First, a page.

Russell decided that the music industry needed a record-and-needle combination that would never wear out because the record and needle would never actually come into contact with each other. He thought the needle might be replaced with a laser.
Developing An Audio Recorder
Russell did not act on his idea until 1965, when Battelle Memorial Institute, a nonprofit research organization, took over management of Hanford from General Electric. Russell and the other staff members at Hanford became Battelle's employees, a change Russell anticipated would allow him to research his interest in lasers. He soon persuaded his new employers to let him develop his idea of creating an optical system that could be used to record and play music.
By 1970, Russell had created the first compact disc. As with today's CDs, the music was digitized into a code etched onto the disc using a laser. A laser was also used later to read the code, which was translated into musical sounds by a player. Russell's disc, however, differed in many ways from modem CDs; for example, the disc was about 12 inches (30 cm) in diameter.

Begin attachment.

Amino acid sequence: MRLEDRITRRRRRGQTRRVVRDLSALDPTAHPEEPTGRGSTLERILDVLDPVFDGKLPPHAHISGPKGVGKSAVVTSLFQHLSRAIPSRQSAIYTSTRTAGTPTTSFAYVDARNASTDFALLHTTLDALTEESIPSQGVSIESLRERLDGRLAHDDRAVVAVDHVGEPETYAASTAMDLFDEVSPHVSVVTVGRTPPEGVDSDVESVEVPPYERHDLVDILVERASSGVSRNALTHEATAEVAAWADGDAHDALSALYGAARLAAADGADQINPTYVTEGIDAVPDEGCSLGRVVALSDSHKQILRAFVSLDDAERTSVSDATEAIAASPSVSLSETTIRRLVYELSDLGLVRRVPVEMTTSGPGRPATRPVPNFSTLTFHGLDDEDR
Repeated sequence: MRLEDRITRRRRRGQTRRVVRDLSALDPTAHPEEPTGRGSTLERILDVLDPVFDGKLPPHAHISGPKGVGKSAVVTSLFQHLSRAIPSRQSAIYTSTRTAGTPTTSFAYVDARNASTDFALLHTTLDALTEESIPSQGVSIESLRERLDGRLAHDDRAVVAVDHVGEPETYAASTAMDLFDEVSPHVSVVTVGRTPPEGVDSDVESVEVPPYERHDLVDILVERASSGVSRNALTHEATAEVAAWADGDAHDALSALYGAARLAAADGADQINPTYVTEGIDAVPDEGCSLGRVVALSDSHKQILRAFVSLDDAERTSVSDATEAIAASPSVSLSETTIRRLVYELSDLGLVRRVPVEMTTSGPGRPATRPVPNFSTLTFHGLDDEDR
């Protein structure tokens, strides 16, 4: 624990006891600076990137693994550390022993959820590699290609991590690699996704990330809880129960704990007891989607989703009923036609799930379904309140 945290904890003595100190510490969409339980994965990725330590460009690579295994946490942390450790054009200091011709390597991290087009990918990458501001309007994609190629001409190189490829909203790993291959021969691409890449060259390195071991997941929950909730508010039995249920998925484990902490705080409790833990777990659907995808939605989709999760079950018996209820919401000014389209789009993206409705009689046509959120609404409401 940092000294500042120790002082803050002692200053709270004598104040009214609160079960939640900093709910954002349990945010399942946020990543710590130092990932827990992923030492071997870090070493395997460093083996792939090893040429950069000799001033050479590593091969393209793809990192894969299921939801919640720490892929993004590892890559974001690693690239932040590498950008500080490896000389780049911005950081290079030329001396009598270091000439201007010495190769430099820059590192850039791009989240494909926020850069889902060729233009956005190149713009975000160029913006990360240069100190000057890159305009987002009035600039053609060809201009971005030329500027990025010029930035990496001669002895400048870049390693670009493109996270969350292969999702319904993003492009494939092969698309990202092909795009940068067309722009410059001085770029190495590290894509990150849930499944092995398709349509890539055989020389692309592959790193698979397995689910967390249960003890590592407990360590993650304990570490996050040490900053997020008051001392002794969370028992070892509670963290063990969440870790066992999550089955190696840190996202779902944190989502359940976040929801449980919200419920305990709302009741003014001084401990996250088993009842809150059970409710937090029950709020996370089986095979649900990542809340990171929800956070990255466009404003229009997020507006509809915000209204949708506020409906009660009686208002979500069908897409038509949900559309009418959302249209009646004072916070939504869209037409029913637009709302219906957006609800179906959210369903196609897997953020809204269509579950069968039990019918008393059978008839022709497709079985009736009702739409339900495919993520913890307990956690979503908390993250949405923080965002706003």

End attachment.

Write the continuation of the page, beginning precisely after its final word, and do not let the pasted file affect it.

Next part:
Moving To Video
As Russell developed his audio system, he realized that if music could be digitized, so could video. Russell was very optimistic about the potential of this idea. "The vision I had in mind was of television programs on little plastic records," he later said. "The networks, instead of putting programs on television, would print records. And if you wanted to watch your favorite programs you'd get them in the mail and put in the disk whenever you want."
Much to Russell's frustration Battelle lost interest in developing his optical-storage ideas. A venture capitalist, Eli Jacobs, did show interest, however. Jacobs founded Digital Recording Corporation in 1971 to fund Russell's research into video discs. Russell created a working video recorder and player that was unveiled in 1974. While working on the video recorder, Russell filed for a patent on a technique that is still used in compact discs. The technique allows a player to read data on discs in the correct order, a task called synchronization.